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Would a Loving God Send People to Hell?

HomeChristianity and the BibleWould a Loving God Send People to Hell?

There are two common misconceptions about hell. The first is that a loving God wouldn’t let anyone go there, and the second is that God uses it to punish people. I think that both theories are actually attempts to diminish our view of God.

A loving God would indeed let people go to hell. You see, God decided that we should choose our own eternal destiny. Those who choose to spend eternity with Him will do so, and those who want nothing to do with Him will get their wish as well. Why would God allow those He loves to end up in hell? Let’s think clearly about it: what sort of God would force people to be with Him forever? Not a loving God, to be sure…sounds more like a criminal to me. Those who claim that God wouldn’t send anyone to hell turn Him into a cosmic kidnapper, holding us against our wills for eternity. How ironic: the belief that God is too loving to let us go to hell forces us to believe that God isn’t loving at all!

Hell isn’t for punishment, either…rather, the existence of hell is a sign of respect. If God thinks enough of you to let you choose your eternal destiny, He obviously thinks enough of you to make your decision stick. Only a capricious and cruel God would give us an imaginary choice. That’s not the God of the Bible, to be sure. My God gives you a real choice, not an imaginary or symbolic choice.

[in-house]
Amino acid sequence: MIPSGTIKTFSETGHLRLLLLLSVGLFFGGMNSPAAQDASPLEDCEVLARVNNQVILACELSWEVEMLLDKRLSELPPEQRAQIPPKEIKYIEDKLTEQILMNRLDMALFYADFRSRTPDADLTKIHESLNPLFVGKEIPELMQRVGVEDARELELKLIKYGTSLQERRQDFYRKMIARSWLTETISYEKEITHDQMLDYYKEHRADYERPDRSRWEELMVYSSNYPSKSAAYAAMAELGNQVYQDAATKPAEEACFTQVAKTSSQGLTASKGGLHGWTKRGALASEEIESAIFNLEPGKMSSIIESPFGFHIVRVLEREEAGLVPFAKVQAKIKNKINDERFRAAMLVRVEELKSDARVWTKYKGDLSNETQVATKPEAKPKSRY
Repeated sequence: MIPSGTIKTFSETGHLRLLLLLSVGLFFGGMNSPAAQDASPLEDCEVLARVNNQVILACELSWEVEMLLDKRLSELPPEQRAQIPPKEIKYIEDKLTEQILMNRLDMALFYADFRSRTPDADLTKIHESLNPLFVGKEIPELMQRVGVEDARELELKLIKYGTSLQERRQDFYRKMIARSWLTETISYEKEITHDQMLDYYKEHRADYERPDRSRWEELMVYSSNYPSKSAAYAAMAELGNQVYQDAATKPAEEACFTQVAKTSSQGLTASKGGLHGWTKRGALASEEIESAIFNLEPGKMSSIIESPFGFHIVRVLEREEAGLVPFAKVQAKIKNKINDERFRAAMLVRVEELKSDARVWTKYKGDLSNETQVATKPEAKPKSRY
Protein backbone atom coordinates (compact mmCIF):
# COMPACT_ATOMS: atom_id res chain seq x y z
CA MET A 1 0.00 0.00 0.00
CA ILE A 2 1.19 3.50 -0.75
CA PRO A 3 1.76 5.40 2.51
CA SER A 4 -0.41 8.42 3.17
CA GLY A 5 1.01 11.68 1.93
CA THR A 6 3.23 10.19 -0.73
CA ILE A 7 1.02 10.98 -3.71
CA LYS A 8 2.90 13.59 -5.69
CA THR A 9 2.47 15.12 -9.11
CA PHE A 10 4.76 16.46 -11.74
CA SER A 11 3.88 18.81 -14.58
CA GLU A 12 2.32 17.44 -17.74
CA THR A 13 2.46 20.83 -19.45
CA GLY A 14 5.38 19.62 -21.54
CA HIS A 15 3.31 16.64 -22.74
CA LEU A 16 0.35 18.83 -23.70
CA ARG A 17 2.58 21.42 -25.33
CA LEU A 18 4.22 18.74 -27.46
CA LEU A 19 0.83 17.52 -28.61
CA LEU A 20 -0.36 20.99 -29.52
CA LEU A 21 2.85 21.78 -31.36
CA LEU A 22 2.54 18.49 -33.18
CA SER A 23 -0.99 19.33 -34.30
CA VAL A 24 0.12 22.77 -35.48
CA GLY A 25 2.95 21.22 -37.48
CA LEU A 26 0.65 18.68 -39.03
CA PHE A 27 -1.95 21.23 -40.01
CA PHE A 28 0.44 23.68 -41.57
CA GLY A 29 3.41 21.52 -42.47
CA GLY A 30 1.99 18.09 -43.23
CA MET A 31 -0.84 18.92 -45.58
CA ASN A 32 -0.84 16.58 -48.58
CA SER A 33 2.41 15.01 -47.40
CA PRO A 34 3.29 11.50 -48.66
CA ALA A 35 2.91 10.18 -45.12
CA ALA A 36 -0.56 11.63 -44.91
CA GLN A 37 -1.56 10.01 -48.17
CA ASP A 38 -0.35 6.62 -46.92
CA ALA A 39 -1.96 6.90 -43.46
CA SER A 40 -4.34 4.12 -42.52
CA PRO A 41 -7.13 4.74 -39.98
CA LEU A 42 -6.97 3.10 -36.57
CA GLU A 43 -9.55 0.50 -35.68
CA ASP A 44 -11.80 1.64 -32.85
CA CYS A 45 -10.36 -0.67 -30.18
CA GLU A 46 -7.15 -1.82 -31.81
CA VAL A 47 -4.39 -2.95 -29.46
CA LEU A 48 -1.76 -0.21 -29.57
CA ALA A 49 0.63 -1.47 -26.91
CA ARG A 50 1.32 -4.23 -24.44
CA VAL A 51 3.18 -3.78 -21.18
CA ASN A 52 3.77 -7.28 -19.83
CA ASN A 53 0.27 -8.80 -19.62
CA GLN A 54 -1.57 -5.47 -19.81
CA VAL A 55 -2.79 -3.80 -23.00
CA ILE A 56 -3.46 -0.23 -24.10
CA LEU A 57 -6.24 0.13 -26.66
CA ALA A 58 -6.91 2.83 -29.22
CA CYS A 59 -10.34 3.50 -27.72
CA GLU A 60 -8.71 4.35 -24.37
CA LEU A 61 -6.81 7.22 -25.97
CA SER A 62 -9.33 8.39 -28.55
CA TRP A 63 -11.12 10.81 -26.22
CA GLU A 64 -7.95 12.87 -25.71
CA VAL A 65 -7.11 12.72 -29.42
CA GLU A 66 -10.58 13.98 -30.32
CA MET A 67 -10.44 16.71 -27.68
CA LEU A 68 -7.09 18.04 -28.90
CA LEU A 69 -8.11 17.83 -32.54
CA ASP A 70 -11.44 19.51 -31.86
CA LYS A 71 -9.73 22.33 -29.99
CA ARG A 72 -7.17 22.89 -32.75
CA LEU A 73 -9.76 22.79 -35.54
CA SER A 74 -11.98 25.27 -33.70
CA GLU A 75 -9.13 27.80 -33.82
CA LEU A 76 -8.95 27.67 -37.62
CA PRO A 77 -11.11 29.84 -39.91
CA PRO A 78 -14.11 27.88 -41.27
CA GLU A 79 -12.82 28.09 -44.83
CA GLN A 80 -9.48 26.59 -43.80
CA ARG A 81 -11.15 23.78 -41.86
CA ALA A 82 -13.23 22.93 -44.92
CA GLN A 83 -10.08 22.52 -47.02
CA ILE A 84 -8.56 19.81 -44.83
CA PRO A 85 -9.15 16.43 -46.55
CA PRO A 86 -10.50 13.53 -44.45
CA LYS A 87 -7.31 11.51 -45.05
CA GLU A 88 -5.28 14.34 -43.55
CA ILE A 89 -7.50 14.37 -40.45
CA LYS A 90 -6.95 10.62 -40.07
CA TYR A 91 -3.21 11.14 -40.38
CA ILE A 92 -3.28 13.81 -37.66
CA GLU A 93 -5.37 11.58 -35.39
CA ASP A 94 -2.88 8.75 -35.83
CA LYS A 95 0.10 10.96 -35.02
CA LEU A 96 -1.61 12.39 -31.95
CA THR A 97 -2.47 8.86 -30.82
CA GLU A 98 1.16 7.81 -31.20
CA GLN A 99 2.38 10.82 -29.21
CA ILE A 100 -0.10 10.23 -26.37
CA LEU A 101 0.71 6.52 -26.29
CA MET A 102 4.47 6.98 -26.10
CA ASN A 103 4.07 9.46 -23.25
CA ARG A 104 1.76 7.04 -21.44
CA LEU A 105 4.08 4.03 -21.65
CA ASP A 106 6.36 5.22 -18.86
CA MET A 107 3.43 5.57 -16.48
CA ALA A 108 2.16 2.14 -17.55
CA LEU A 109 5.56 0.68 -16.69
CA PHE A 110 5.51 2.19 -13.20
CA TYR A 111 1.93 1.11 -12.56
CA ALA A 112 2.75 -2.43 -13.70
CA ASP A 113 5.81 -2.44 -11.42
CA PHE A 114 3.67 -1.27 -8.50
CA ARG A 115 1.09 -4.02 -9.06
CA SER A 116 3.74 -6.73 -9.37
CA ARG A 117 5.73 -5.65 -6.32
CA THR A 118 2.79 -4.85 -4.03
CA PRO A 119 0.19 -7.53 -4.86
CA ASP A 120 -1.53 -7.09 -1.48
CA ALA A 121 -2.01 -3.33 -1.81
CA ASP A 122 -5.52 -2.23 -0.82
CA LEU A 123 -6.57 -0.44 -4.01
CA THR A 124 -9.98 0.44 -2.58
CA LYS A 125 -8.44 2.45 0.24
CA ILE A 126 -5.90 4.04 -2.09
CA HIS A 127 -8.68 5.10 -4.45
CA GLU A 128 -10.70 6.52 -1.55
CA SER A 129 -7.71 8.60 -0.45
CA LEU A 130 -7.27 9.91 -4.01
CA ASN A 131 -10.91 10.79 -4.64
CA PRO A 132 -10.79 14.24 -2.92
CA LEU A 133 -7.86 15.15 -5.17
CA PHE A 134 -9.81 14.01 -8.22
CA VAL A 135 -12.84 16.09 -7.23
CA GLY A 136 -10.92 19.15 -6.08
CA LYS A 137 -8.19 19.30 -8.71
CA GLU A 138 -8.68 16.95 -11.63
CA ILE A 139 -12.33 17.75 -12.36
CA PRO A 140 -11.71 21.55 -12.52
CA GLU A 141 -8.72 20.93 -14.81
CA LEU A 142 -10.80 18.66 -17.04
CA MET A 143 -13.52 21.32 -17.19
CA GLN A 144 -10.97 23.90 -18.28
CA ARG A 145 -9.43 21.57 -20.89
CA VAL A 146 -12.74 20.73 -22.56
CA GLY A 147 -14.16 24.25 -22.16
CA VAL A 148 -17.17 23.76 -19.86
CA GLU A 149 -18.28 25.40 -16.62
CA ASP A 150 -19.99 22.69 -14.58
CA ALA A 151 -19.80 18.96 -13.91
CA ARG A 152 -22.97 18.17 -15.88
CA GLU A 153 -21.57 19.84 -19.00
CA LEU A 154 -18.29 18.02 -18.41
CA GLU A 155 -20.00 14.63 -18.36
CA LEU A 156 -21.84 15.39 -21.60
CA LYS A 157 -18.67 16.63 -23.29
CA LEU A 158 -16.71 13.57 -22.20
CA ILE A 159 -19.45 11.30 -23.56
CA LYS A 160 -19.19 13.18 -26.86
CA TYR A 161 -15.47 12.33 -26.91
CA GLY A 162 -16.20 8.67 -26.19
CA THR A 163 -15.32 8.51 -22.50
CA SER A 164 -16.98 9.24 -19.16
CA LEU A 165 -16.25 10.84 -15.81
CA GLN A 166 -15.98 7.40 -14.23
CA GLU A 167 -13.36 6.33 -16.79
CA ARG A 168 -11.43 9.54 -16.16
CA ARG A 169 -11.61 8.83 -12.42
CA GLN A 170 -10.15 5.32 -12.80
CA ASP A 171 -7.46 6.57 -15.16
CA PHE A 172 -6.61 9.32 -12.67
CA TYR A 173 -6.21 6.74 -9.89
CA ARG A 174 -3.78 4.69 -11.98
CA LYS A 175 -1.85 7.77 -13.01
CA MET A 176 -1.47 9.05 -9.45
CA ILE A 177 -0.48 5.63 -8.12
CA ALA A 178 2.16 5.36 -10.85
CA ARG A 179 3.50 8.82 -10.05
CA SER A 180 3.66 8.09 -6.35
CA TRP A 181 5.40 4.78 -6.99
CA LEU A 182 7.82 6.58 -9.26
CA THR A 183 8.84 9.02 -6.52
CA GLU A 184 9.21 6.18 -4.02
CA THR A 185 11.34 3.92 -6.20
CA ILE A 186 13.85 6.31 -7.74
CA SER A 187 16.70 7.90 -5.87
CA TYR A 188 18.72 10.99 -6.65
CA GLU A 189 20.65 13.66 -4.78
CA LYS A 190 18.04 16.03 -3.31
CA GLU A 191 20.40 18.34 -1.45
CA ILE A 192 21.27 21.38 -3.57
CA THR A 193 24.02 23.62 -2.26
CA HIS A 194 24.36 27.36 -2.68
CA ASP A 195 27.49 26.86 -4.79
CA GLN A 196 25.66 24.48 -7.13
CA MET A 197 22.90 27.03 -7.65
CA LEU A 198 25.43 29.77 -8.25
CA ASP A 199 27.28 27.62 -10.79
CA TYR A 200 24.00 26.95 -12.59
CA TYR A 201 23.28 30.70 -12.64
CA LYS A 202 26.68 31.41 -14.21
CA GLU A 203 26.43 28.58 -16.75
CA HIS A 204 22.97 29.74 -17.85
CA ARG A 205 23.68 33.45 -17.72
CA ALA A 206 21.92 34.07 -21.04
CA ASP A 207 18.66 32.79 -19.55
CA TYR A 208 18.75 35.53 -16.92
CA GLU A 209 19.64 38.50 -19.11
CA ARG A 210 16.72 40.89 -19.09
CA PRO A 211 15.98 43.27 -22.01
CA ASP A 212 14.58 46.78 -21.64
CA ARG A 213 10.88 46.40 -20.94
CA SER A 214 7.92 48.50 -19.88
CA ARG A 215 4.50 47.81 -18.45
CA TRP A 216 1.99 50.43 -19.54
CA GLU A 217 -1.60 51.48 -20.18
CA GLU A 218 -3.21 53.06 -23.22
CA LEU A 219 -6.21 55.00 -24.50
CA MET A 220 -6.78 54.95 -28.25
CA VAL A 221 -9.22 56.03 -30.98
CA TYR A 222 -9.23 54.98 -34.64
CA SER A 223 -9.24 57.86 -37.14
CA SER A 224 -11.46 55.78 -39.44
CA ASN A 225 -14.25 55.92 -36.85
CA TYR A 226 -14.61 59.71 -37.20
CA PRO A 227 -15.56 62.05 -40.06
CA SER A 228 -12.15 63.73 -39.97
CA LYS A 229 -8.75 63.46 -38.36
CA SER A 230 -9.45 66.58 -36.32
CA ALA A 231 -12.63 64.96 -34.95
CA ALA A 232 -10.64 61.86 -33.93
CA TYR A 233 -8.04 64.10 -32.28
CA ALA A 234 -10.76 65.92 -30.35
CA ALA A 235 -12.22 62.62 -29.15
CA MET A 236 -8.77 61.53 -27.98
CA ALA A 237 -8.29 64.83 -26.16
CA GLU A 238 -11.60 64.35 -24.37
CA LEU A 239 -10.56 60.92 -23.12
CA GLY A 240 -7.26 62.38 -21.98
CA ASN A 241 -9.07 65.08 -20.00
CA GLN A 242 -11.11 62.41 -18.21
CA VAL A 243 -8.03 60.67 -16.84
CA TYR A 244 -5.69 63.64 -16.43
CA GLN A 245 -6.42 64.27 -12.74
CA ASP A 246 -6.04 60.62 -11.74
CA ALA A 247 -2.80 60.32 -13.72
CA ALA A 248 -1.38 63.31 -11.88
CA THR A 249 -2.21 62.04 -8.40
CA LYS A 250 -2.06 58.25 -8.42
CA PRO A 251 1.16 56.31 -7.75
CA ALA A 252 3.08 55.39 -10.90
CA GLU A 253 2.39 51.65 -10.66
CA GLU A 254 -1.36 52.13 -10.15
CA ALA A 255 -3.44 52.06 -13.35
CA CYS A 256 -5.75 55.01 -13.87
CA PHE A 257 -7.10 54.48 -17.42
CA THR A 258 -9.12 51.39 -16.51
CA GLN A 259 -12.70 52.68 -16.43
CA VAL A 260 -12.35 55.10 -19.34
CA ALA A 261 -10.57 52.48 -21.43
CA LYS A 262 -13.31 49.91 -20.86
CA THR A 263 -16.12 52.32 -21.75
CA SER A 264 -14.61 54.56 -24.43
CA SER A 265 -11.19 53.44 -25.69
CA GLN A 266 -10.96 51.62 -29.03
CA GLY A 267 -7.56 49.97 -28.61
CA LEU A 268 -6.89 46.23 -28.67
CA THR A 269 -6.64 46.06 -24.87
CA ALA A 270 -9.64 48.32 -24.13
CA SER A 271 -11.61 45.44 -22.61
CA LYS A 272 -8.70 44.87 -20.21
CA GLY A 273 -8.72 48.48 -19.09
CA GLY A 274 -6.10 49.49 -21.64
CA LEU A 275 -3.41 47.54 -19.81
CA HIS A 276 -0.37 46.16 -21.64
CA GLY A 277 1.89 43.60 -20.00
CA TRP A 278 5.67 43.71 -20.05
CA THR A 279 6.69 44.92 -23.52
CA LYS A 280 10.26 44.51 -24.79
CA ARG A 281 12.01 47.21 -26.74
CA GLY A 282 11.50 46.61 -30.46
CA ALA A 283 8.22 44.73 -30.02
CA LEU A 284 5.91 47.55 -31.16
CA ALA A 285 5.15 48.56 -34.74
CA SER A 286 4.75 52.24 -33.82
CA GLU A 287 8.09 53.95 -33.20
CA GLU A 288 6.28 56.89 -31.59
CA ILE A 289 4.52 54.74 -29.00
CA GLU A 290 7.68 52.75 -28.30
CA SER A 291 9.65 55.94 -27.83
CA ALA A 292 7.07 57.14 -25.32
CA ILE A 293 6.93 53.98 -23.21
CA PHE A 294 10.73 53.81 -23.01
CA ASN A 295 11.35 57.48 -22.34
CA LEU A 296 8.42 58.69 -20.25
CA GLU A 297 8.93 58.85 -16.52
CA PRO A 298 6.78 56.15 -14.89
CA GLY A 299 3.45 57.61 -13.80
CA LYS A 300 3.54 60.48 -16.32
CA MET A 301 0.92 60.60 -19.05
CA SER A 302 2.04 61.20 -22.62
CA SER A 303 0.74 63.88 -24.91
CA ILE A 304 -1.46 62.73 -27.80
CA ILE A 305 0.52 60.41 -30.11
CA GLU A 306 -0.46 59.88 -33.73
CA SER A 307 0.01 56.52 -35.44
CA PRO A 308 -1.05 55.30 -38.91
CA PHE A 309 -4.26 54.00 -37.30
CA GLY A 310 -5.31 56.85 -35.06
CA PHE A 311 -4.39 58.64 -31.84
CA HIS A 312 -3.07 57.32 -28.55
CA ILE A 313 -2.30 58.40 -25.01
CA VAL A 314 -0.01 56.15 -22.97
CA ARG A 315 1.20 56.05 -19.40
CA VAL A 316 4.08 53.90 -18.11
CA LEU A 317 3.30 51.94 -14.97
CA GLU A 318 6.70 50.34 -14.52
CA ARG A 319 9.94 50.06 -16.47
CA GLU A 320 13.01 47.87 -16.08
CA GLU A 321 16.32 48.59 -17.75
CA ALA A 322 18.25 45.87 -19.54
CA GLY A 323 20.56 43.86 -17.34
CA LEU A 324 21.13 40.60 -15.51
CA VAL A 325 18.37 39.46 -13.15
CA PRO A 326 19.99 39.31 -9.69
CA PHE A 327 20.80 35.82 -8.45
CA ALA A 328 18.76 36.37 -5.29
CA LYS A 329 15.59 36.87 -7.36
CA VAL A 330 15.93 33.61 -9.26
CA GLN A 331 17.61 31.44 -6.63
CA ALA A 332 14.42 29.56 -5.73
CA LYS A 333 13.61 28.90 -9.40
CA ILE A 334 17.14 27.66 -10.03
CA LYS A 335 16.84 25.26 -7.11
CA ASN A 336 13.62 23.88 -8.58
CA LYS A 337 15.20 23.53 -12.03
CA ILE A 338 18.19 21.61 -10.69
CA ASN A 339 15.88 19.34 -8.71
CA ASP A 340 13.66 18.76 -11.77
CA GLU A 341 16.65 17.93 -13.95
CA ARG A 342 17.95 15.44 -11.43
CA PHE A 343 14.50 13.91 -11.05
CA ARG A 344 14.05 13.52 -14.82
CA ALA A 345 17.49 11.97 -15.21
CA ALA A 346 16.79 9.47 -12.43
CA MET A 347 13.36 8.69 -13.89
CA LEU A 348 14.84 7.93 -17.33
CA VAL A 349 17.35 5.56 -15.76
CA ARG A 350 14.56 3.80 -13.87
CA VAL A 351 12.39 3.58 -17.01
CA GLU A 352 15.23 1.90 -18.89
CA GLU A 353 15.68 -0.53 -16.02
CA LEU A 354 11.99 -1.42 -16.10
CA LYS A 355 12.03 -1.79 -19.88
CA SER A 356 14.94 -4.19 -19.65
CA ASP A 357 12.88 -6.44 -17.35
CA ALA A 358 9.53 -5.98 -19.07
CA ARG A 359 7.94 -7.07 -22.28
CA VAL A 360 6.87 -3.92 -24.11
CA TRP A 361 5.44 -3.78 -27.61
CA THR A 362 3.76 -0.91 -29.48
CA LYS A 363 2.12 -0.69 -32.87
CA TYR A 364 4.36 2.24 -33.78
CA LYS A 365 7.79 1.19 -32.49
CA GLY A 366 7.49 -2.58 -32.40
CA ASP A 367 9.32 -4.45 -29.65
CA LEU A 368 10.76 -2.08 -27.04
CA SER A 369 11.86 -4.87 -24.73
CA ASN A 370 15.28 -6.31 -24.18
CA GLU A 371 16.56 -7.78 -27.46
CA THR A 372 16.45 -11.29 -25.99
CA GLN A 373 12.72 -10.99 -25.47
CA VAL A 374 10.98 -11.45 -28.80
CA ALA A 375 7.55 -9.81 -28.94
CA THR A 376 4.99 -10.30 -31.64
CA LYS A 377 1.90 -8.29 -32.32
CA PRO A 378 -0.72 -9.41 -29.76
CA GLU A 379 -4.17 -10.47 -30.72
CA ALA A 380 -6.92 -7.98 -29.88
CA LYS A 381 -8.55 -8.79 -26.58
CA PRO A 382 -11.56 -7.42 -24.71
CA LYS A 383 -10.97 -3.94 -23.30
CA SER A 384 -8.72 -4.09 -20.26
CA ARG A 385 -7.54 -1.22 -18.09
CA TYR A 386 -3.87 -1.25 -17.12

So, there it is…another view of hell. Personally, I’m grateful for hell. I don’t like the fact that many will end up there, but I appreciate the fact that it is our free will and our personal choice that makes its existence necessary. Those who wish to have nothing to do with God will be given what they ask for: a place without God. A truly loving God could truly do no less.

Of course, I would be remiss if I passed up this opportunity to encourage you to choose eternal life in heaven with God. Do your homework, ask a lot of questions, and don’t be afraid of the answers. I hope and pray that I’ll see you there!


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Comments

9 responses to “Would a Loving God Send People to Hell?”

  1. vivian says:

    This is really good, do you mind if I use a few points for my blog? I will gladly give your credit.

    • Tony says:

      Vivian:

      Please feel free to quote me, or to steal a few points for your own blog. If you’d like to use the whole thing, please do include a link to the same page on GodWords. =)

  2. vivian says:

    Absolutely! Thank you so much! And yes, I will definitely include a link!! Thank you again! God bless!

  3. Rob says:

    Nowadays, the controversy is not whether or not people go to hell, but rather, what does “hell” actually mean. =)

    • Jenny says:

      I don’t know why anyone would want to go to hell. Isn’t hell a big pit of fire where u burn in pain forever

      • Tony says:

        Jenny:

        Let me recommend that you do a Bible study on Hell. There are different kinds of imagery used to describe Hell, and it’s pretty helpful to have them all in one place. I don’t mean that you should google “what is hell like?” and get a thousand opinions, of course…just that reading what the Bible does, and does not, say about Hell is a very good idea.

  4. Mary N says:

    Hi Tony,
    I was raised with the belief of Hell and there are certainly enough bible passages describing it. My church did a study on Hell Vs Annihilation, which the SDA believe (I am not a SDA member), and the SDA point to bible passages suggesting that. Annihilation is certainly a more comforting belief for our family and friends who have rejected God.